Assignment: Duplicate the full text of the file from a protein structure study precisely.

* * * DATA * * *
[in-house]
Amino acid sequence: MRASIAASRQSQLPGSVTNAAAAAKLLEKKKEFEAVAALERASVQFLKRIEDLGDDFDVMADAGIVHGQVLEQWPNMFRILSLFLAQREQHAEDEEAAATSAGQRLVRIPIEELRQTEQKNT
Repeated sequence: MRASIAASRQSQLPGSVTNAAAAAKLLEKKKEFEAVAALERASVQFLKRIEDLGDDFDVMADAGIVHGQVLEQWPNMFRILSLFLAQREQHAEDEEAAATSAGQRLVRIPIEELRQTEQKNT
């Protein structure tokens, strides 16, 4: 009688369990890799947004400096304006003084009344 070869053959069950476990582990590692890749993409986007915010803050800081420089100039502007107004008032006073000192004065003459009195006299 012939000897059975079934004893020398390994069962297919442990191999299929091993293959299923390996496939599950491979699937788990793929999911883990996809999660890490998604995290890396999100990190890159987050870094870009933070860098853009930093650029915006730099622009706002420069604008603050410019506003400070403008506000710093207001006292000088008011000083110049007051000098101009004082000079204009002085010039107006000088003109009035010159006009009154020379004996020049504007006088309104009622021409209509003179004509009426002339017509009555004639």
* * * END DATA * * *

[in-house]
Amino acid sequence: MRASIAASRQSQLPGSVTNAAAAAKLLEKKKEFEAVAALERASVQFLKRIEDLGDDFDVMADAGIVHGQVLEQWPNMFRILSLFLAQREQHAEDEEAAATSAGQRLVRIPIEELRQTEQKNT
Repeated sequence: MRASIAASRQSQLPGSVTNAAAAAKLLEKKKEFEAVAALERASVQFLKRIEDLGDDFDVMADAGIVHGQVLEQWPNMFRILSLFLAQREQHAEDEEAAATSAGQRLVRIPIEELRQTEQKNT
């Protein structure tokens, strides 16, 4: 009688369990890799947004400096304006003084009344 070869053959069950476990582990590692890749993409986007915010803050800081420089100039502007107004008032006073000192004065003459009195006299 012939000897059975079934004893020398390994069962297919442990191999299929091993293959299923390996496939599950491979699937788990793929999911883990996809999660890490998604995290890396999100990190890159987050870094870009933070860098853009930093650029915006730099622009706002420069604008603050410019506003400070403008506000710093207001006292000088008011000083110049007051000098101009004082000079204009002085010039107006000088003109009035010159006009009154020379004996020049504007006088309104009622021409209509003179004509009426002339017509009555004639």